I’m Done Working, Now What

Chile Countryside

I usually don’t make it a habit to post on Friday evening, but I had some free time (which has been rare lately) and wanted to give you all a quick update.

My last day at work came and went last Friday without much fanfare or celebration.  After saying my goodbyes, I had to wait a couple hours for my manager, who was tied up in meetings, to take my badge and escort me to the front door.  This gave me time to hit up the gym one last time so I didn’t mind.

I enjoyed a nice happy hour with a small group of coworkers the evening prior.  According to Mrs. DTG, I may have enjoyed it a little too much, but what can you do?  😉  It was my third happy hour since early July, each with a different group that I’d worked with over the last two years.

There hasn’t been much time to enjoy my newfound freedom.  We’re fully entrenched in moving mode and have stayed busy making sure everything is taken care of before we leave the states.  As you can imagine, there have been some hiccups along the way.

We realized last weekend that we lost the title to one of our cars.  That’s not a good thing when you need to sell them by the end of the week!  Fortunately, we were able to get a duplicate title in time, though it set us back about $200.

Even worse, we still haven’t closed on our house yet and we leave the country on Monday!  We were originally supposed to sign the house over at the beginning of the week, but the lender has been waiting for the clear to close authorization.  Everything is fine with the financing side, so there’s no chance of the deal falling through.  Instead, the delay is related to paperwork surrounding the VA appraisal, which was accomplished before we went to Chile last month.

The clear to close finally went through today and we’re hoping to sign our side of the paperwork this weekend or first thing Monday morning.  If not, we have to get a power of attorney and have someone else sign for us.  What a nightmare!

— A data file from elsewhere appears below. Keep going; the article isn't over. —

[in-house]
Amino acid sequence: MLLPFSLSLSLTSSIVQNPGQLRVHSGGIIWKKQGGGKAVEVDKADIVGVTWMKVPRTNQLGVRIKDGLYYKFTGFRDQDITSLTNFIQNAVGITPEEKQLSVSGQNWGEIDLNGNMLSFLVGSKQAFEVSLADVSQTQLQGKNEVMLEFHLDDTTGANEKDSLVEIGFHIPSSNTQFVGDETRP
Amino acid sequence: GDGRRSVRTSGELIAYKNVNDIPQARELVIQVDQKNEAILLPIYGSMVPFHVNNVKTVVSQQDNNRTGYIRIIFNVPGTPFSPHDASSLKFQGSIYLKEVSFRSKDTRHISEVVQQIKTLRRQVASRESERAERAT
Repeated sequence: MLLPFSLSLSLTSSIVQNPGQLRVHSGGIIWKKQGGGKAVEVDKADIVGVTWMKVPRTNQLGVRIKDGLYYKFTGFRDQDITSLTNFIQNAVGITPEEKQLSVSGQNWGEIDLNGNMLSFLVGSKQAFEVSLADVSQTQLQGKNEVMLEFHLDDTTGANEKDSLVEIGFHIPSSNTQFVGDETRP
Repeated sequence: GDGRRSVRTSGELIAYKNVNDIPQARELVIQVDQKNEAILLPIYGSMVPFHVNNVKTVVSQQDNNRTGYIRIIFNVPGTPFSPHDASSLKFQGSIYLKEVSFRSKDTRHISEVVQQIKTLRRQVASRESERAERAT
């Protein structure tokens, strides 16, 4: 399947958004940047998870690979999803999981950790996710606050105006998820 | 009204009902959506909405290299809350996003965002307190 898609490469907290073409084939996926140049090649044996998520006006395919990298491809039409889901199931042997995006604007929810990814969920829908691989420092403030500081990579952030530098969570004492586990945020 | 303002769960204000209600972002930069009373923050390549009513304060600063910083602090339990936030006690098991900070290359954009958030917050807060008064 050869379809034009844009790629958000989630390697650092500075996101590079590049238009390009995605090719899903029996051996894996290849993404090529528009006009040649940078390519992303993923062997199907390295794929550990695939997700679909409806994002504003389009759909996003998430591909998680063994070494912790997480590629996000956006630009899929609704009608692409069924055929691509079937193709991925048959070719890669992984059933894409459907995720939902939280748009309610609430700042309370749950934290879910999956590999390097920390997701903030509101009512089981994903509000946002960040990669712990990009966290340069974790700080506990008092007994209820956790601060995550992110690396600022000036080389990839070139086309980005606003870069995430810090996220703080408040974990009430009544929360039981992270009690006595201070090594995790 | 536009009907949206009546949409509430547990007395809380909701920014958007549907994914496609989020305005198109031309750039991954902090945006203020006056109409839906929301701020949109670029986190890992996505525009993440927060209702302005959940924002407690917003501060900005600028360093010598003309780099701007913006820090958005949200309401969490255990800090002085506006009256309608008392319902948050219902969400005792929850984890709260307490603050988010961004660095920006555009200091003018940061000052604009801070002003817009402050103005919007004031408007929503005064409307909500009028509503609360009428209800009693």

What’s Next?

As I mentioned above, we will arrive in the UK early next week.  Can you believe it?  The first few weeks in our new country will likely include a lot of house hunting, school prep for the kids, and base in-processing.  I’m hoping that we’ll be completely settled in by the end of September.

Now that I’ve seemingly reached my early retirement, you’d think I’d be content not working and pursuing other things instead.  After all, isn’t that what this blog is about?

Interestingly enough, I’ve found myself looking for more work.  Don’t worry though, I’m not going back to the daily grind!  Still, I’ve been actively seeking out unique opportunities that would have me working on a periodic or part-time basis.  A couple of these possibilities look very promising right now.

My hope moving forward is that I can make about $25-30K per year working part time, much of that will be through my reserve job.  This should give me the flexibility to work on some of my side projects without the need to bring in extra money.

As of today, it looks like the next time I’ll be working will be toward the latter half of September.  To make it a little more interesting, it’ll involve a week-long trip to Germany!  Can’t complain about that or six weeks off between now and then.

Next week, we’ll have another guest post from one of our favorite bloggers.  Stay tuned for that and updates about our move!

By the way, the picture at the top of this post is of the Chilean countryside.  What a beautiful country!  We had such an amazing vacation and I hope we can post a trip recap soon.

7 thoughts on “I’m Done Working, Now What

  1. Mr. PIE says:

    Congratulations and hooray!

    As someone who made a move from the UK to US back in ’98, I look forward to hearing all about your transition the other way and what you find surprising, fun and different.


    • Ditching the Grind says:

      Thanks! I’m sure we’ll be writing all about that over the next few months. That must’ve been an interesting transition for you guys as well. We haven’t even left yet and it’s already caused us to look at things differently and consider ways of life we hadn’t thought about before.


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